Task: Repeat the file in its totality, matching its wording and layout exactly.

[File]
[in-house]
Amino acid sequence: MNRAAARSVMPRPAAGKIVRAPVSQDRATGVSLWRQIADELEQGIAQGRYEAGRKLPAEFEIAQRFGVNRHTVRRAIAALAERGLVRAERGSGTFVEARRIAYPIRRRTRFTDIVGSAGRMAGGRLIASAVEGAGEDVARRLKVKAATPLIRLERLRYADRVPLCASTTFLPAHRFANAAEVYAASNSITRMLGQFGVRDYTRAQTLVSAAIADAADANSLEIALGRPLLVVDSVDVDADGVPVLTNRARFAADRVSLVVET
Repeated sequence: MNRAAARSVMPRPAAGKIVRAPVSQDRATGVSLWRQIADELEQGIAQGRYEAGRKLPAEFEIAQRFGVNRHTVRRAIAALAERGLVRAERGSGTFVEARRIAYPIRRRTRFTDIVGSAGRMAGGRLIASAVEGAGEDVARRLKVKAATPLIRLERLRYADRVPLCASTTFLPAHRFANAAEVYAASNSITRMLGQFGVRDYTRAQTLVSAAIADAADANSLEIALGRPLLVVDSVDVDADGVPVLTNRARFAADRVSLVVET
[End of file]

[in-house]
Amino acid sequence: MNRAAARSVMPRPAAGKIVRAPVSQDRATGVSLWRQIADELEQGIAQGRYEAGRKLPAEFEIAQRFGVNRHTVRRAIAALAERGLVRAERGSGTFVEARRIAYPIRRRTRFTDIVGSAGRMAGGRLIASAVEGAGEDVARRLKVKAATPLIRLERLRYADRVPLCASTTFLPAHRFANAAEVYAASNSITRMLGQFGVRDYTRAQTLVSAAIADAADANSLEIALGRPLLVVDSVDVDADGVPVLTNRARFAADRVSLVVET
Repeated sequence: MNRAAARSVMPRPAAGKIVRAPVSQDRATGVSLWRQIADELEQGIAQGRYEAGRKLPAEFEIAQRFGVNRHTVRRAIAALAERGLVRAERGSGTFVEARRIAYPIRRRTRFTDIVGSAGRMAGGRLIASAVEGAGEDVARRLKVKAATPLIRLERLRYADRVPLCASTTFLPAHRFANAAEVYAASNSITRMLGQFGVRDYTRAQTLVSAAIADAADANSLEIALGRPLLVVDSVDVDADGVPVLTNRARFAADRVSLVVET